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What is Intellectual Property infringement and how to avoid it?
Brand Protection
4 mins

What is Intellectual Property infringement and how to avoid it?

Table of Contents:


    Your intellectual property (IP) is one of the most significant assets that you handle on a daily basis as a business owner.

    In order to ensure that your inventions are neither stolen nor copied, intellectual property right (IPR) protection is essential. Incentives are put in place so that what you develop can spread and benefit more people without breaching your legal rights.

    In this article, we go into what’s considered IP infringements and how to protect your brand or business from IP infringements. 

    What is considered intellectual property infringement?

    It is illegal to violate the Intellectual Property Rights (IPR) that attach to a piece of intellectual property in any way. Owners of intellectual property rights (IPRs) have the power to prevent others from reproducing, duplicating, or exploiting their work.

    Intellectual Property infringement might fall into numerous categories:

    Copyright infringement: A copyright is a legal right given to the copyright owner of original work, such as a photograph, literature, video, music, or other creative activity. When you use a picture that is not your own or for which you have not been granted permission to use it, you may be infringing on the rights of the original creator. Or if you decide to work with a freelance content writer, for example, you should always use a plagiarism checker for the content they create to make sure it’s original. Skipping this step could unknowingly get you tangled up in copyright infringement.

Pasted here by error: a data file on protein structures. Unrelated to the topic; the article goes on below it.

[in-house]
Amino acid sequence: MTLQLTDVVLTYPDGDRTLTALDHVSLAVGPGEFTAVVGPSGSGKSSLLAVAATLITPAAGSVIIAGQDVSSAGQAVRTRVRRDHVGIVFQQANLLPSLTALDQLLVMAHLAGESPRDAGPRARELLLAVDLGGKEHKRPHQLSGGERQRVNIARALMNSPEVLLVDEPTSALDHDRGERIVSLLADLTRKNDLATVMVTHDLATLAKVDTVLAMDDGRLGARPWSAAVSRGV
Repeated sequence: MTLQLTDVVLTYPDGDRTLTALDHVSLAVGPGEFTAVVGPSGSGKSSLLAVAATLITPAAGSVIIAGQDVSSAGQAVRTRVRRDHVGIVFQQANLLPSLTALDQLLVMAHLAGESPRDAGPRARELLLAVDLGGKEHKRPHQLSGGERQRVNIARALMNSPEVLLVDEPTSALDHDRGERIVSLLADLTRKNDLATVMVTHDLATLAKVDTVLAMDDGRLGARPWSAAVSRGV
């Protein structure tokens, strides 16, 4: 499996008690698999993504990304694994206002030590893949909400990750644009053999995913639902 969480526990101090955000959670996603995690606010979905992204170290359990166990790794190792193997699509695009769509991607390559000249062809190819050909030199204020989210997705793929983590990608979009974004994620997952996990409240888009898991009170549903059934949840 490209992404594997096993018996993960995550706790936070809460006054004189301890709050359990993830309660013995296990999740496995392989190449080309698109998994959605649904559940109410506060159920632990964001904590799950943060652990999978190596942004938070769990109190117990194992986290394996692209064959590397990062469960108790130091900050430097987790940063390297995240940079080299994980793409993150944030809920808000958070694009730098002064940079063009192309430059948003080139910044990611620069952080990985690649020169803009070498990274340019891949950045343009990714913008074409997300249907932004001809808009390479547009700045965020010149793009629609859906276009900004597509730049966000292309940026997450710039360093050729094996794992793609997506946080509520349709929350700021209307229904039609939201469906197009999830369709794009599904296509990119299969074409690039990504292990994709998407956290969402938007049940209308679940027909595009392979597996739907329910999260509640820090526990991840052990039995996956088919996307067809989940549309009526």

Trademark infringement and counterfeiting: A trademark is a term, symbol, phrase, or design that identifies and legally distinguishes one entity’s product or service from that of another. Unauthorized use of a trademark in such a way that customers are likely to be confused about the product’s origins or whether the person selling the counterfeit goods is sponsored or affiliated with the true trademark owner constitutes trademark infringement. 

    Counterfeiting: In the eyes of the law, counterfeiting is a form of trademark infringement. For the most part, counterfeit products don’t actually look like the real thing, but they’re designed to fool customers into thinking they’re getting something authentic.  

    Patent infringement: Patents guard against unauthorized replication, usage, copying, or sale of an innovation. Patents can cover manufactured goods, machines, designs, and a variety of other products and processes. There are regional patent offices in each country where one can apply for patent registration. Patent infringement occurs when someone makes, uses, sells, or offers to sell a patented product or design without the consent of the patent owner.